Why did you all decided to get together and form a band?
We didn’t decide. Trekkeh was making some electronic music, and was good friends with my sister, and I was already doing my solo rap stuff. He saw my videos on Facebook and inboxed me, asking to hang out and have a beer. Then I saw a video of Devlin and Ed Sheeran doing an acoustic thing and liked the idea of rapping against acoustic guitar.
Trekkah: We did a few electronic tracks, then we tried a song on guitar and we got one idea down. Then we were like, what would that sound like with drums, and then guitar, and then another vocal? Before we knew it there was six of them.
What was it like starting out getting your first gigs?
Me and Martin used to play in a metal band called Zenith so we had links at places like The Maze, and a lot of the Junktion 7 staff went off to different places and I knew them from when I worked there. We never struggled for gigs.
We played at a skate park. Middle of the day, open skate park, people skating. The Lord Mayor came out halfway through our set, stopped me mid-way through a verse, and said; “Can you tell these kids to pick the litter up?” I just looked at him and couldn’t believe that he did that like it was urgent. I thought he was going to say someone had broken their leg on the skate park and stop playing. It was bizarre. I hope that doesn’t happen at Splendour.
What are you trying to do with the band?
We don’t know yet.
Bru-C: That’s the best thing about The Afterdark Movement, everyone has come from different backgrounds and genres. We don’t fit any formula - anything goes.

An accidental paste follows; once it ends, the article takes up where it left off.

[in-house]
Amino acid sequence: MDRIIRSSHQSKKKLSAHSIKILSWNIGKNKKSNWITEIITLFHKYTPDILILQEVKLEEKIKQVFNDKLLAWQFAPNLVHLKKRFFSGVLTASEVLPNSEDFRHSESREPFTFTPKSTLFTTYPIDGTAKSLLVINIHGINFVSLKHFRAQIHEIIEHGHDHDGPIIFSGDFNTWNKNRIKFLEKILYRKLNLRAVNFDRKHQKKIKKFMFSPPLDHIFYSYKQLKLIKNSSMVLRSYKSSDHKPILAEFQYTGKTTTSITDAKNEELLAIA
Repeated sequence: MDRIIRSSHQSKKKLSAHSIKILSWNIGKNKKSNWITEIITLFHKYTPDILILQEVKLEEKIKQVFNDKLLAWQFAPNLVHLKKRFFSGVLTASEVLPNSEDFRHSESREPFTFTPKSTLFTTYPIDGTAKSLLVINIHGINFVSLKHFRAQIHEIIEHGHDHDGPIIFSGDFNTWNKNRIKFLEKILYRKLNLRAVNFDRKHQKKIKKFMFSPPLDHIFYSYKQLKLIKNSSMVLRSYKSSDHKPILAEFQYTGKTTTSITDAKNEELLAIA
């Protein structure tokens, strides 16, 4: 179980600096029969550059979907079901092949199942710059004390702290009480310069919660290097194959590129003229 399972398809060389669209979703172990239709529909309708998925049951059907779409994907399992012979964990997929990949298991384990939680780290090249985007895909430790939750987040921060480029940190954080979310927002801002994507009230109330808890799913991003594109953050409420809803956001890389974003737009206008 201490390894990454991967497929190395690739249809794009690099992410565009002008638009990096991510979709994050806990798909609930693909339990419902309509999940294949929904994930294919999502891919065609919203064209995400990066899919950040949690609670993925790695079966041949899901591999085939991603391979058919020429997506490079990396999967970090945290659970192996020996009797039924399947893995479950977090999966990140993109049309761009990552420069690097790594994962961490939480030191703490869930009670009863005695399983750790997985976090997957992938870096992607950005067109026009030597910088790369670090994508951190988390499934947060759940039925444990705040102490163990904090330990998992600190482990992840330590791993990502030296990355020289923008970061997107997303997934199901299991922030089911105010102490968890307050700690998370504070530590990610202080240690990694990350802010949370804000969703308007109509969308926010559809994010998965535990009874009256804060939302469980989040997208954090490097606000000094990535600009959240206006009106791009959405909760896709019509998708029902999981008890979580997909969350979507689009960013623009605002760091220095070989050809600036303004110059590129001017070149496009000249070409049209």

What support has the band had from Nottingham?
Trekkah: We’ve had a lot of support; people have been cool with us, and the people that aren’t cool are pretending that they're cool. When you do start playing as a new band, people are going to hate. Bands are bitchy; when I worked at Junktion 7 as an engineer I used to watch bands being bitchy, but no one says it directly.
Bru-C: Coming from rap music, everything is internet-based now and it’s so negative with people disliking and leaving hateful comments. In this band there are no negatives. Keep quiet, haters.
What’s the local grime/hip-hop scene like at the moment?
Hectic. It’s just come back to life. You need to check out MC called Sparks; he’s only seventeen and he’s strong. There is a collective of MCs called Non-Stop Bars. A guy called Marvin who’s from Sneinton. They are all good at what they do in the grime scene, definitely.
How would you say the local rap scene compares to ten years ago?
I have an uncle who is a hip-hop DJ and it sounds like the scene was a lot stronger and had more of a foundation back then. In the grime scene there is no one that wants to get together. I struggle. There is a lot of ego, but I think rap battling has brought the scene back.
Any final words?
Massive thanks to Nusic, LeftLion...everyone who was involved in the Future Sound of Nottingham final. Big thank you. We are so grateful to be able to do what we are doing. It feels like we’re living the dream.
Trekkah: Did you practice that? It touched me, man.
The ADM EP is available from tadm.bigcartel.com.